Mills Mess

In juggling, the Mills Mess is a popular toss juggling pattern, typically performed with three balls although the number and objects can be different. It is considered somewhat of a milestone in juggling, "a mind-boggling pattern of circling balls, crossing and uncrossing hands, and unexpected catches."

The base of this pattern is a traditional reverse cascade, (siteswap 3 in siteswap notation), with an extra "mess" added by alternately crossing and uncrossing arms. The effect created is that the balls pursue each other from one side to the other.

Read more about Mills Mess:  Modern Origin, Variants

Other articles related to "mills mess, mills":

Mills Mess - Variants - Siteswaps
... Mills Mess is a shape distortion involving crossing and uncrossing arm movement, which is independent of the siteswap being performed ... siteswap with any number of objects can, in theory, be done in Mills Mess ... The standard Mills Mess has the siteswap 3, but Mills Messes of 441, 531, 534 (four balls) and many others have also been performed ...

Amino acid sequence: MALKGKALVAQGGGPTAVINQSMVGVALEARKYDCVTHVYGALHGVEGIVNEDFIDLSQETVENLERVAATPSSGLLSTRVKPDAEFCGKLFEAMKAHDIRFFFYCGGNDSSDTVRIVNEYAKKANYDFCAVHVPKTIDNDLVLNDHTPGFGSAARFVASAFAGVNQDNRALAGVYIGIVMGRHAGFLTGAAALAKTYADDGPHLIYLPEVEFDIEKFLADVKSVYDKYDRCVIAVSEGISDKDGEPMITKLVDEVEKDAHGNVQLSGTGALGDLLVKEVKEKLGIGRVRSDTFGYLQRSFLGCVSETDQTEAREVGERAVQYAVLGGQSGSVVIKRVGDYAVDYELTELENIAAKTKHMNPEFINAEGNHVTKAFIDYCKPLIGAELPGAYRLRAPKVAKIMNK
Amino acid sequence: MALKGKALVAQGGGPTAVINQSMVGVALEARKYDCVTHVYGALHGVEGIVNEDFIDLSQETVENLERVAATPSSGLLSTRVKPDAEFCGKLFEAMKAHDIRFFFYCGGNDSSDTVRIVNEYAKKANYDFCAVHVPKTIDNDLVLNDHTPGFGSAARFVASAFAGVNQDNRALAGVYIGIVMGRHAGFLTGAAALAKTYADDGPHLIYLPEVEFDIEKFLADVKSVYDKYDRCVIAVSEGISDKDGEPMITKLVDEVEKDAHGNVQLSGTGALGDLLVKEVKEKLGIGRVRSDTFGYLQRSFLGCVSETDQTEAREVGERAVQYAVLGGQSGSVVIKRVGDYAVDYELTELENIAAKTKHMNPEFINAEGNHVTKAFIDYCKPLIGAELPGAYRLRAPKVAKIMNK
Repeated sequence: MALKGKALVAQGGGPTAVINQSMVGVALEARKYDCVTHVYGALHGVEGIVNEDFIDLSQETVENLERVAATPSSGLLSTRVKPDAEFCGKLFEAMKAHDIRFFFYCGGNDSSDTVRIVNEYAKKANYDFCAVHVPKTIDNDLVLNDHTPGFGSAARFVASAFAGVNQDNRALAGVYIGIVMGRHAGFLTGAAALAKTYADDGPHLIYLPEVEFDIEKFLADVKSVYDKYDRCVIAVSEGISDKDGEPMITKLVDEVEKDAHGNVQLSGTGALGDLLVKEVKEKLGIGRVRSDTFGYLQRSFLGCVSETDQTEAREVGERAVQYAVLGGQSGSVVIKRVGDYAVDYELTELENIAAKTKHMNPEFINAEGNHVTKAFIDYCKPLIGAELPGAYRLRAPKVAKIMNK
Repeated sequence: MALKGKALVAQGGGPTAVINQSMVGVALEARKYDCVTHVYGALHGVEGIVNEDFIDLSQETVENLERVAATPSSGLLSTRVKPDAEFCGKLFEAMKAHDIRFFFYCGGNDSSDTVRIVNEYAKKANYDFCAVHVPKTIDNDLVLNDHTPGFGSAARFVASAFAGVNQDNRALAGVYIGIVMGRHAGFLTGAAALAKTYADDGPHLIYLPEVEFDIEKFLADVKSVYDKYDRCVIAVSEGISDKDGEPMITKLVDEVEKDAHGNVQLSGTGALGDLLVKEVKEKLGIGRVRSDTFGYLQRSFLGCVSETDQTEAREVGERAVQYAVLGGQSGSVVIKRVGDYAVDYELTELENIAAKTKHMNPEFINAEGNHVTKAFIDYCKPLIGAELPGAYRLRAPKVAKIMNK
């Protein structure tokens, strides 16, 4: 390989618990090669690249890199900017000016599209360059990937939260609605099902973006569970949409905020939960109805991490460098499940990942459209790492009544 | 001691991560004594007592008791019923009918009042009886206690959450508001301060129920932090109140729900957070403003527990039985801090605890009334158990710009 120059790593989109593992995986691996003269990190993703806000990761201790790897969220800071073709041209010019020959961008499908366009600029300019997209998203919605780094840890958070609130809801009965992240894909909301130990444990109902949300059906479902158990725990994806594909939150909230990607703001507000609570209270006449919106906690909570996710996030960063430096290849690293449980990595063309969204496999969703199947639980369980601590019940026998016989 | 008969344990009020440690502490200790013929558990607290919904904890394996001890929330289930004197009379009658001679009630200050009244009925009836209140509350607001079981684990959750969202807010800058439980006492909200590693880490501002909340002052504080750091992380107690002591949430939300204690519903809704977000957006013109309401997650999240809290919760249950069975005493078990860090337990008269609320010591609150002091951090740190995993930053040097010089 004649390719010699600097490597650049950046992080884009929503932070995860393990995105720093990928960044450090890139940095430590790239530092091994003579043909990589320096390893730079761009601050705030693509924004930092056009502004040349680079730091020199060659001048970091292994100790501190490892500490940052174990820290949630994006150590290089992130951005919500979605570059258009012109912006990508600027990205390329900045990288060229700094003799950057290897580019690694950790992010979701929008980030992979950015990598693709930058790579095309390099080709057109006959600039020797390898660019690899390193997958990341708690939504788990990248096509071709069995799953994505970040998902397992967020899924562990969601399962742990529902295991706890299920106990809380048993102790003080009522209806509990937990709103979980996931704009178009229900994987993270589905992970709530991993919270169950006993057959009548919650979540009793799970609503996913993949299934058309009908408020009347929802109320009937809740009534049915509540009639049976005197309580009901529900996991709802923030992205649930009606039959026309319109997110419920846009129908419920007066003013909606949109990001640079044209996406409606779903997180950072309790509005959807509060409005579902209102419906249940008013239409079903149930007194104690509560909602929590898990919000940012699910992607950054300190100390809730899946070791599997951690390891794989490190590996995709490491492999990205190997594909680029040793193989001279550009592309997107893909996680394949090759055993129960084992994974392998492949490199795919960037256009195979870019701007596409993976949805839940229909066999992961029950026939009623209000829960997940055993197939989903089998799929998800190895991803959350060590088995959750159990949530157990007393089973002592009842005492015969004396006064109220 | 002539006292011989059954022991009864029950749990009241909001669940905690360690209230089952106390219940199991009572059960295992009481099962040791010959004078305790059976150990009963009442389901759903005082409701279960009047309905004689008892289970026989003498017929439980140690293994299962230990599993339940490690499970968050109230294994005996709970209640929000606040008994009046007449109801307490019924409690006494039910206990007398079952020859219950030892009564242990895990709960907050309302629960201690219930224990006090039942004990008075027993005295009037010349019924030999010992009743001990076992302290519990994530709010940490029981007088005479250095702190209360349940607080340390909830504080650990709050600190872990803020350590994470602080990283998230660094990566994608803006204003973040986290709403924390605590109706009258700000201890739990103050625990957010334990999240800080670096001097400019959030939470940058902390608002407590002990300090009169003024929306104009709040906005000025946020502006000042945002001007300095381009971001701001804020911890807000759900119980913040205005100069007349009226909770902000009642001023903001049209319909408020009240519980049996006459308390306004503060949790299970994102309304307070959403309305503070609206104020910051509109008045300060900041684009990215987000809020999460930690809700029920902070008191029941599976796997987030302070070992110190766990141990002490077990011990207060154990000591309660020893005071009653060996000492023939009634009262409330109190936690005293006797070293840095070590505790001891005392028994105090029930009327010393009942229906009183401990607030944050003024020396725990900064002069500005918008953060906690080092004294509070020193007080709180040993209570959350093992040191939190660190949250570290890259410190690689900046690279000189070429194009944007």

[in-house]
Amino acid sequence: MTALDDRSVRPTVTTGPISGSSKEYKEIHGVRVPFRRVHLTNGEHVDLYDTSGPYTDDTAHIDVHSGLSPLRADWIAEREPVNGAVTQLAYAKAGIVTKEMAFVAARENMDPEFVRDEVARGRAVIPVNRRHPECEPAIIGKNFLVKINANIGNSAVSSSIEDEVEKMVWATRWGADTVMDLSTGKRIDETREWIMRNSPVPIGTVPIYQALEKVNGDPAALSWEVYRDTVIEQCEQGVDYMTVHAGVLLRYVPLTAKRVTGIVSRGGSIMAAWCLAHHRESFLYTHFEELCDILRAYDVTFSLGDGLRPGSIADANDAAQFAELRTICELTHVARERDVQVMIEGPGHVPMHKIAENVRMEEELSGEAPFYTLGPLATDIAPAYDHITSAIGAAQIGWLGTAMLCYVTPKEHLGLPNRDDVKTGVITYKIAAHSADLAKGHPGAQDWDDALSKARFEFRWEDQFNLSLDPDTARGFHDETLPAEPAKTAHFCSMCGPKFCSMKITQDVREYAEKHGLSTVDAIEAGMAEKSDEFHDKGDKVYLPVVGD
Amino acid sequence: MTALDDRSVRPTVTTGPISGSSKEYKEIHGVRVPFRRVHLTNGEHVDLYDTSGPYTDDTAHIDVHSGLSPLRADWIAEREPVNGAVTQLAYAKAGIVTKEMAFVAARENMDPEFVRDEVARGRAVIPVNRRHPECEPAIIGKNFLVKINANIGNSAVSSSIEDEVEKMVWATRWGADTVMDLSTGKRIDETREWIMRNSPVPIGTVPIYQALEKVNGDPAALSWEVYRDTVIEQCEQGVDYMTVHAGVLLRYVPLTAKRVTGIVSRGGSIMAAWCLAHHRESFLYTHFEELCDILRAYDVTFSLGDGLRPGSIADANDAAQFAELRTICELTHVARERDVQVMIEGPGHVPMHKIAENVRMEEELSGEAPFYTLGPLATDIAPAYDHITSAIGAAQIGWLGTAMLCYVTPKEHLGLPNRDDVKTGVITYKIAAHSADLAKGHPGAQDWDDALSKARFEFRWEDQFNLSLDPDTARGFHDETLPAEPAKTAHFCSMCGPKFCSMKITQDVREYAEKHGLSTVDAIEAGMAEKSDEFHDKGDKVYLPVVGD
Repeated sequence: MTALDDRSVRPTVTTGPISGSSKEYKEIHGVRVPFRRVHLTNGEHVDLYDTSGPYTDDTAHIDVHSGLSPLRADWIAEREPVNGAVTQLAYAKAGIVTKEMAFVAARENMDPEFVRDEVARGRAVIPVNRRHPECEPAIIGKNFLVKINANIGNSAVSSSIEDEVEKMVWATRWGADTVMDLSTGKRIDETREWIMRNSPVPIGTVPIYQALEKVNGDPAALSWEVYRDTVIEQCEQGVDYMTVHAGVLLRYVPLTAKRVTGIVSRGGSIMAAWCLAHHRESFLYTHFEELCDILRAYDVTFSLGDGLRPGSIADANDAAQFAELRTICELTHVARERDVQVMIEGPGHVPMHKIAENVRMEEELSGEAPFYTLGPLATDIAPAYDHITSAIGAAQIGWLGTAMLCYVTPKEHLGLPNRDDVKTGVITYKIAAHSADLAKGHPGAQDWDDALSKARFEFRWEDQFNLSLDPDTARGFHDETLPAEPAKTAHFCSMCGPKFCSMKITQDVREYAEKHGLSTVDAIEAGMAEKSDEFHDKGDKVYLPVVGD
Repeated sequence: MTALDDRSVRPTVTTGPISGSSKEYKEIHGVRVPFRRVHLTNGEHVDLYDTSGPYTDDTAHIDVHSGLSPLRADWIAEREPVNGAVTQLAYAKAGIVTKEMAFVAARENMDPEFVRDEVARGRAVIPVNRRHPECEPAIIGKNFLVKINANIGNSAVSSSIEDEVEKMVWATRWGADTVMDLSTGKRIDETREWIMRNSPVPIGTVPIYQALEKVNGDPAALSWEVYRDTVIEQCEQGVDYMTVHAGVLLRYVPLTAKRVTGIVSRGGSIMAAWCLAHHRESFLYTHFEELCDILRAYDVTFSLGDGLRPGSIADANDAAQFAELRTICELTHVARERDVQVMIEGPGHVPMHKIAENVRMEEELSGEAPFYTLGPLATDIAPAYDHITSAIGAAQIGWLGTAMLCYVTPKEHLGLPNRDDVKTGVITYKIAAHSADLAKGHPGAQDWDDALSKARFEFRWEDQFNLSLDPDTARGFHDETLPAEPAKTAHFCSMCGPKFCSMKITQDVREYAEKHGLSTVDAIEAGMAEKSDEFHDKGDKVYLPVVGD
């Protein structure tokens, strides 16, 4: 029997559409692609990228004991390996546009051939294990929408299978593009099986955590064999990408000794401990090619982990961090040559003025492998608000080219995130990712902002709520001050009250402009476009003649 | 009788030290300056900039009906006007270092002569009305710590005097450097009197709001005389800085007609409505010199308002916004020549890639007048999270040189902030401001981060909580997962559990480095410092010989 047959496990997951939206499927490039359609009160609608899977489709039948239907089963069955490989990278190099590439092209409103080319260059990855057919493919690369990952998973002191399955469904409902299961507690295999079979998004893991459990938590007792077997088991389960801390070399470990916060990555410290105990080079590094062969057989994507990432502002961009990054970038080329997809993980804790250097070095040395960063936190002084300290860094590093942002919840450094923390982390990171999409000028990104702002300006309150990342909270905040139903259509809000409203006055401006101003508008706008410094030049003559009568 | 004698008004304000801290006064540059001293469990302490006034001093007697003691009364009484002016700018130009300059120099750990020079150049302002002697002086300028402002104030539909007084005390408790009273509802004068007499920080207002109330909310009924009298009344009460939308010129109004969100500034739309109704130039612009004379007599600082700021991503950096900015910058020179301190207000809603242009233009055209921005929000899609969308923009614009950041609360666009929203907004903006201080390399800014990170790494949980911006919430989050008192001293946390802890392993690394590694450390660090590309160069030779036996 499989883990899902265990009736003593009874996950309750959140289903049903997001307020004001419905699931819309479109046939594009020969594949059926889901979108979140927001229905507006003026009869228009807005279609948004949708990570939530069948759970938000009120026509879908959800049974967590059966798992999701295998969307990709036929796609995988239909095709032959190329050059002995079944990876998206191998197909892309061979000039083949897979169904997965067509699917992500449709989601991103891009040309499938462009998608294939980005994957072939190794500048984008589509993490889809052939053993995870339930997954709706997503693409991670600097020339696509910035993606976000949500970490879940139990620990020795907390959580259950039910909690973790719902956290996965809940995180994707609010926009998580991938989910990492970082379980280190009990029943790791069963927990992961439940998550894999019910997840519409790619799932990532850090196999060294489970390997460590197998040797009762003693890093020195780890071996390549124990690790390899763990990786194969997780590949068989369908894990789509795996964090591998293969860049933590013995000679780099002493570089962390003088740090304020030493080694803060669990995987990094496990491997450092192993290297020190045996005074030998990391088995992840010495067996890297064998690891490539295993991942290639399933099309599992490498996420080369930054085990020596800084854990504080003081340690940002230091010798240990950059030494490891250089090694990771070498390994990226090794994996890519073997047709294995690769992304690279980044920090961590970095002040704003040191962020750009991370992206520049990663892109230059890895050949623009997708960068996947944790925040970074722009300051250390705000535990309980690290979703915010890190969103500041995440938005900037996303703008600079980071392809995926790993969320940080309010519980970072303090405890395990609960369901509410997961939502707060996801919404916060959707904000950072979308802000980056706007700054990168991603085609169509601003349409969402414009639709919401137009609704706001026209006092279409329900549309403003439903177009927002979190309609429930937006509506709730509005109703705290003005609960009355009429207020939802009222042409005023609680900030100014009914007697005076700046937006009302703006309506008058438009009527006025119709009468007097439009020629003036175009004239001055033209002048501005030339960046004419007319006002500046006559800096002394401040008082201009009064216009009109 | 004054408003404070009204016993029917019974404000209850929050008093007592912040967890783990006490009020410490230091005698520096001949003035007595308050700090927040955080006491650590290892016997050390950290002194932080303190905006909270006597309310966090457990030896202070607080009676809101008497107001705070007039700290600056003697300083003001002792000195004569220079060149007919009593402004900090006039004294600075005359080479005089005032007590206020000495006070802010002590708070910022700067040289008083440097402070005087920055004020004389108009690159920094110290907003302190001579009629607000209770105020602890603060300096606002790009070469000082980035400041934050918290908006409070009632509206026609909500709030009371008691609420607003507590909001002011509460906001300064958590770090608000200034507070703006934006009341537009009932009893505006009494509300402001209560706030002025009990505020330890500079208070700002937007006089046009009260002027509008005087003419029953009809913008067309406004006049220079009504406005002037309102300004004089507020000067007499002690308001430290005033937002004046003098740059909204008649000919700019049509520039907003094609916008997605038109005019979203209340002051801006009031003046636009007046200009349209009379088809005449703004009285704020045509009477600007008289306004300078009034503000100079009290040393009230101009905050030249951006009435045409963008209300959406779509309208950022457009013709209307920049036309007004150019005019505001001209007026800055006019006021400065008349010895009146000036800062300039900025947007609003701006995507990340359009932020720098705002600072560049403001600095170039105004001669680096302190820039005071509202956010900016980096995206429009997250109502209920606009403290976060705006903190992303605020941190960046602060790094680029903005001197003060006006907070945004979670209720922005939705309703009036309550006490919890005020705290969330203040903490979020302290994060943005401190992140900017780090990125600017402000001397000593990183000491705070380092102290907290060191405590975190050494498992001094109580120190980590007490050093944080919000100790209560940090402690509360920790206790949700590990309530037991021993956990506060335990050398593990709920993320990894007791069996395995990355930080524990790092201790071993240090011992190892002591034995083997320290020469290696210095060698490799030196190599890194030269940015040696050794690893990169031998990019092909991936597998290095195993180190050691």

Juggling Pattern - Basic Patterns - Mills Mess
... The Mills mess (named after one of its originators, Steve Mills) is a symmetrical pattern performed with any number of props greater than or equal to three, in which the arms cross and ... In a Mills mess pattern with an odd number of props, each throw is from one hand to the other, whereas with an even number of props, each hand independently juggles half of the props ... Thus, a Mills mess can be considered to be a cascade or fountain but with the cross-armed movements ...

Famous quotes containing the words mess and/or mills:

    It seemed like this was one big Prozac nation, one big mess of malaise. Perhaps the next time half a million people gather for a protest march on the White House green it will not be for abortion rights or gay liberation, but because we’re all so bummed out.
    Elizabeth Wurtzel, U.S. author. Prozac Nation: Young and Depressed in America, p. 298, Houghton Mifflin (1994)

    It don’t mean a thing, if it ain’t got that swing.
    —Irving Mills (1894–1985)